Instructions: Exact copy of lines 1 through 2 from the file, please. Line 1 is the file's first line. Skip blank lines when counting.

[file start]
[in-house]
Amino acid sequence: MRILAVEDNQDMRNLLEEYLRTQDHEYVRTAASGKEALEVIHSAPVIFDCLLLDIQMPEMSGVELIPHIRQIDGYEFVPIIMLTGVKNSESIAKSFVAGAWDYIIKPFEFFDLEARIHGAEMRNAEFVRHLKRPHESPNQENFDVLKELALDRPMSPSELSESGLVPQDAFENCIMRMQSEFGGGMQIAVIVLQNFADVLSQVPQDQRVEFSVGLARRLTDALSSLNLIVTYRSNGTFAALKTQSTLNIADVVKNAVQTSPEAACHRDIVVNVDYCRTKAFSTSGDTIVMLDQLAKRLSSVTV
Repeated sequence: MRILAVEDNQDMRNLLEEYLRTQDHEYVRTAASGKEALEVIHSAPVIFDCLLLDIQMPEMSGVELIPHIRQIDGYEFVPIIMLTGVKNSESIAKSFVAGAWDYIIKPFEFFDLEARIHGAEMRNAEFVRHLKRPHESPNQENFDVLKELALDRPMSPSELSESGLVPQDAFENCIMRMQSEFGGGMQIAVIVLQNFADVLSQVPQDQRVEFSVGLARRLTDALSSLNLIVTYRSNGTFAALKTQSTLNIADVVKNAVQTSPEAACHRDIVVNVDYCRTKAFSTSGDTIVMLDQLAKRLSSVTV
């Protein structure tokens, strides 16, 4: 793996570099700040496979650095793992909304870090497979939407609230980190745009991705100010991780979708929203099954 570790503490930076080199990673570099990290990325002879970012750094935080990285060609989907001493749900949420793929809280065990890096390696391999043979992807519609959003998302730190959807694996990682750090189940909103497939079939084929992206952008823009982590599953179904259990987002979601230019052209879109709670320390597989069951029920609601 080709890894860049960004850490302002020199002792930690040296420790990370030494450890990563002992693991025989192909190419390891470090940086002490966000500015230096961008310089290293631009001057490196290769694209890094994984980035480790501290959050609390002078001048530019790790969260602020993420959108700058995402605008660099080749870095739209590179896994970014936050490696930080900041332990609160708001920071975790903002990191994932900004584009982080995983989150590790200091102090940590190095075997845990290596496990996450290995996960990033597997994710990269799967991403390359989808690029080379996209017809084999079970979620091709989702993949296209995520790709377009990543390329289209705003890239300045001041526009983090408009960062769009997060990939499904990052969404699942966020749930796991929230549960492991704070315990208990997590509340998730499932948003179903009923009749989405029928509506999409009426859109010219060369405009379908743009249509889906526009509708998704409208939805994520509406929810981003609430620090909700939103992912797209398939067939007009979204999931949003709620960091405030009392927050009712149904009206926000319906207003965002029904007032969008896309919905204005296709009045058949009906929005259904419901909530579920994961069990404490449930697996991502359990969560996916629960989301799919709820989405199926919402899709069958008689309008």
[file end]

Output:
[in-house]
Amino acid sequence: MRILAVEDNQDMRNLLEEYLRTQDHEYVRTAASGKEALEVIHSAPVIFDCLLLDIQMPEMSGVELIPHIRQIDGYEFVPIIMLTGVKNSESIAKSFVAGAWDYIIKPFEFFDLEARIHGAEMRNAEFVRHLKRPHESPNQENFDVLKELALDRPMSPSELSESGLVPQDAFENCIMRMQSEFGGGMQIAVIVLQNFADVLSQVPQDQRVEFSVGLARRLTDALSSLNLIVTYRSNGTFAALKTQSTLNIADVVKNAVQTSPEAACHRDIVVNVDYCRTKAFSTSGDTIVMLDQLAKRLSSVTV